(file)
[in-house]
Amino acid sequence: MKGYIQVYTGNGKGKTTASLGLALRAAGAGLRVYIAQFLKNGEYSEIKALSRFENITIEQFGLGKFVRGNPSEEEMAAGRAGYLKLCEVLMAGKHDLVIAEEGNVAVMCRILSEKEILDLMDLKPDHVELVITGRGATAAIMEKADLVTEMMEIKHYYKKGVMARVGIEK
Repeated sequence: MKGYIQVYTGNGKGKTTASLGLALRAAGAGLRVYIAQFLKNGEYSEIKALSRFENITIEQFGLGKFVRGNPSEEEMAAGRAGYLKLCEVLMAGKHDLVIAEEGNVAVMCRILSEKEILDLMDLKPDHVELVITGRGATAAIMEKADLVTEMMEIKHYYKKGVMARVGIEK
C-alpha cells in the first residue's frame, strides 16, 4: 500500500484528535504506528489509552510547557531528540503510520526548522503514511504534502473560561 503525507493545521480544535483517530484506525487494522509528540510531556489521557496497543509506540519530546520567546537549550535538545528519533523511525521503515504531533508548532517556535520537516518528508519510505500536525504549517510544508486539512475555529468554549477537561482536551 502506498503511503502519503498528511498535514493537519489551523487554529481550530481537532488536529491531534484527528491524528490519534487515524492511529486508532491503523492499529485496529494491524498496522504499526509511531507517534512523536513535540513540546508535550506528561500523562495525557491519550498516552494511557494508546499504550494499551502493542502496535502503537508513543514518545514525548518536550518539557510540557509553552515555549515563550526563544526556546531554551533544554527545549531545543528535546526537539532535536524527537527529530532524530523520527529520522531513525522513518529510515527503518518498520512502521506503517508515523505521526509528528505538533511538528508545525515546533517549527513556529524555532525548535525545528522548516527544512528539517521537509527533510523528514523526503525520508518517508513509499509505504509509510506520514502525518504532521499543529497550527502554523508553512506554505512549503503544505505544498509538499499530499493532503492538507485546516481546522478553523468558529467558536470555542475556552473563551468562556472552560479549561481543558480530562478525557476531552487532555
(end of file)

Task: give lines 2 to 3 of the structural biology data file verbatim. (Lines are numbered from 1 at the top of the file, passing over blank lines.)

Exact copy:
Amino acid sequence: MKGYIQVYTGNGKGKTTASLGLALRAAGAGLRVYIAQFLKNGEYSEIKALSRFENITIEQFGLGKFVRGNPSEEEMAAGRAGYLKLCEVLMAGKHDLVIAEEGNVAVMCRILSEKEILDLMDLKPDHVELVITGRGATAAIMEKADLVTEMMEIKHYYKKGVMARVGIEK
Repeated sequence: MKGYIQVYTGNGKGKTTASLGLALRAAGAGLRVYIAQFLKNGEYSEIKALSRFENITIEQFGLGKFVRGNPSEEEMAAGRAGYLKLCEVLMAGKHDLVIAEEGNVAVMCRILSEKEILDLMDLKPDHVELVITGRGATAAIMEKADLVTEMMEIKHYYKKGVMARVGIEK